Microsoft Sets DNA Data-Storage Record: 200 Megabytes

Pink smear at the bottom of a test tube is DNA encoding 200 megabytes of data. A pencil tip beside it for comparison
Photo: Tara Brown/University of Washington
Digital data from more than 600 basic smartphones can be stored in the faint pink smear of DNA at the end of this test tube.

Three weeks ago, we reported on a meeting of the minds in Virginia, where experts discussed the plausibility and requirements of using DNA as a hard drive. As the demand for data storage steadily grows, especially in biomedicine, the dense nucleic acid provides a promising new data depot.

At the time of the meeting, a source told us the attendees concluded that the “ambitious goal” of a prototype DNA storage machine was “possible” within five to seven years. Now, it seems they were a bit conservative with that timeline: Yesterday, researchers at Microsoft and the University of Washington announced a new record for the amount of data stored in (and read back out of) synthetic DNA strands.

In a dab of DNA smaller than the tip of a pencil, the team stored 200 megabytes of data—a thousand times more DNA storage capacity than was possible a year ago, they say. “Think of the amount of data in a big data center compressed into a few sugar cubes,” Microsoft proclaimed in a press release. “Or all the publicly accessible data on the Internet slipped into a shoebox.”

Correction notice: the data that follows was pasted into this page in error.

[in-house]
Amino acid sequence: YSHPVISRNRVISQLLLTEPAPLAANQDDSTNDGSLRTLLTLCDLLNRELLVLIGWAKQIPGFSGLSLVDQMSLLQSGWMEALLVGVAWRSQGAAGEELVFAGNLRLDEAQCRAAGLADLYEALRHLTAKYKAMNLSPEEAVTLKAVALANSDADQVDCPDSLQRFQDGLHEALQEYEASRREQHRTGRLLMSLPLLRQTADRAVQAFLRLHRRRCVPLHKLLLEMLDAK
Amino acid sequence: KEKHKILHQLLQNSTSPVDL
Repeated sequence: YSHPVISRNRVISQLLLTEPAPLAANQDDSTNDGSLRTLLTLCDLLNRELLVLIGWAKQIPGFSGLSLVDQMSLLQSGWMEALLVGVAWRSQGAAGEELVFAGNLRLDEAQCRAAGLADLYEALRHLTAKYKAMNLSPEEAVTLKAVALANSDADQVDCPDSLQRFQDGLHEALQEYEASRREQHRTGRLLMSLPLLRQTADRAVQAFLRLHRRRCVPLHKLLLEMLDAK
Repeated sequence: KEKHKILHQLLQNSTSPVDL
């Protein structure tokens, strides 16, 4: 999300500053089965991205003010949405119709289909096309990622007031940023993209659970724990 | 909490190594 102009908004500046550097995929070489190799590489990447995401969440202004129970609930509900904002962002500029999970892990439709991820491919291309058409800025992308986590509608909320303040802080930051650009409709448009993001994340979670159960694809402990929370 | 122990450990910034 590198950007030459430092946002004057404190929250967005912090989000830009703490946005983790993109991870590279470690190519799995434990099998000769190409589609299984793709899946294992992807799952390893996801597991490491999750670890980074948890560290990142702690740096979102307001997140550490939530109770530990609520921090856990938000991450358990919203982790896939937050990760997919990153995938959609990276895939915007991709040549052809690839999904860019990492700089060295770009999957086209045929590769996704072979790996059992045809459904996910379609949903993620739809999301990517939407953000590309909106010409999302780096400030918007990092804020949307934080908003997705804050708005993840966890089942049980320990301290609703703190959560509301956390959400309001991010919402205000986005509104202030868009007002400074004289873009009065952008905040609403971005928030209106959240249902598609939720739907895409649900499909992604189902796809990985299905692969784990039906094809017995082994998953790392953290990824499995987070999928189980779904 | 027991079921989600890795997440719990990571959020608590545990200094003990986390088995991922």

In those helical threads of biological material, the team encoded an eclectic range of information: A high-definition version of the popular Rube Goldberg Machine video by the band OK Go!, other forms of digital art, the Universal Declaration of Human Rights in more than 100 languages, the top 100 books of Project Gutenberg, and a seed database from the nonprofit Crop Trust.

At this rate, someday soon we’ll all be reaching over our thumb drives to grab a test tube.

IEEE Spectrum’s Eliza Strickland explains how DNA data storage works here.

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The Human OS

IEEE Spectrum’s biomedical engineering blog, featuring the wearable sensors, big data analytics, and implanted devices that enable new ventures in personalized medicine.

 
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Eliza Strickland
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